The U.S. labor market extended a historic run of rapid job growth last month despite a gloomy economic outlook, as employers rushed to serve waves of consumers who are shopping, dining out and traveling more.
The economy added 428,000 jobs in April, duplicating March’s increase and marking the 12th straight month of gains above 400,000, the Labor Department said Friday. The unemployment rate remained at 3.6%, just a shade above the prepandemic level of 3.5%, a half-century low.
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Restaurants, hotels and other leisure and hospitality industries led the way in hiring last month, though factories, warehouses and white-collar companies all posted strong job gains. Wage growth cooled a bit but remained robust, with workers’ average hourly earnings up 5.5% over the past year though not enough to keep up with inflation.
Friday’s report included a puzzling decline in the labor force—the first since September—as 363,000 people retreated to the sidelines, shrinking what was already a tight labor pool.
Investors, bracing for further interest-rate increases as the Federal Reserve tries to cool the economy and bring down inflation, extended on Friday one of Wall Street’s worst selloffs since the pandemic began. U.S. stocks fell after the jobs figures were released but pared back losses later in the day. U.S. Treasury yields bounced around in choppy trading.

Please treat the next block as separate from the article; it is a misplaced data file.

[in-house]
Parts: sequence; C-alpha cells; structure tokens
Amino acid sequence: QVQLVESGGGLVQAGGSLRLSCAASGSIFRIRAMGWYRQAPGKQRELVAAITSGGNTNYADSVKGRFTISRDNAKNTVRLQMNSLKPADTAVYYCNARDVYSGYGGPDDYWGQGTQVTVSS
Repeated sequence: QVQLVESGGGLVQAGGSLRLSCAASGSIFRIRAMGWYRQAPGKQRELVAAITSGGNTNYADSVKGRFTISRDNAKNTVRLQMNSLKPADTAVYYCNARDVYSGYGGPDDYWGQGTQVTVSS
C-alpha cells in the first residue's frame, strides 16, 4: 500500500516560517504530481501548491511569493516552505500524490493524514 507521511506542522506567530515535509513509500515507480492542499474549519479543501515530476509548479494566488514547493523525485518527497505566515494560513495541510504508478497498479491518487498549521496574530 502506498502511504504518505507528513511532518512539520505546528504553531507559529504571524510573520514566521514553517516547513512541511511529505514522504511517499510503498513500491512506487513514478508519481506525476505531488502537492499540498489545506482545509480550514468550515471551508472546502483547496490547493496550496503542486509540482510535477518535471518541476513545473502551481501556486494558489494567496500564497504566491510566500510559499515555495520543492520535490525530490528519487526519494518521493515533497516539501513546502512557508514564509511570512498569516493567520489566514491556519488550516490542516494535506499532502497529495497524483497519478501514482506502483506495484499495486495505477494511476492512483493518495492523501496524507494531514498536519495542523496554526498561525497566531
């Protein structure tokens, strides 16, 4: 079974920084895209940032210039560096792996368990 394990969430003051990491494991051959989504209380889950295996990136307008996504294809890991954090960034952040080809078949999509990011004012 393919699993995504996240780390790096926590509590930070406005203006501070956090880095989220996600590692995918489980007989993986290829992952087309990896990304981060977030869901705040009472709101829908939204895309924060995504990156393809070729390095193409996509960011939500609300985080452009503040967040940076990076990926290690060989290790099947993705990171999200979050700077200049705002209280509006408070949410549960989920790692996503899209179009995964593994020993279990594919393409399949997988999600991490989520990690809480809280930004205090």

“No doubt, amid all of the sea of negative news, the labor market continues to be the bright and shining star—for now,” said
chief U.S. economist at Oxford Economics. “Domestic demand in the U.S. still remains resilient. We’re short of workers and we’re short of inventories. That’s going to help propel demand for workers.”
The combination of aggressive hiring and low unemployment will likely embolden the Fed as it shifts its focus from pushing down unemployment to tamping down high inflation. The Fed this week raised its benchmark interest rate by the most since 2000 and plans additional increases in 2022 to rein in the highest inflation in 40 years while aiming to keep job growth steady.
Former U.S. Treasury Secretary
in a Wall Street Journal interview Friday, raised doubts about the Fed’s ability to cool the economy without causing a downturn. “It’s definitely odds-off that we will have a soft landing,” he said. Mr. Summers added that the risks for the economy are just quite substantial and that…
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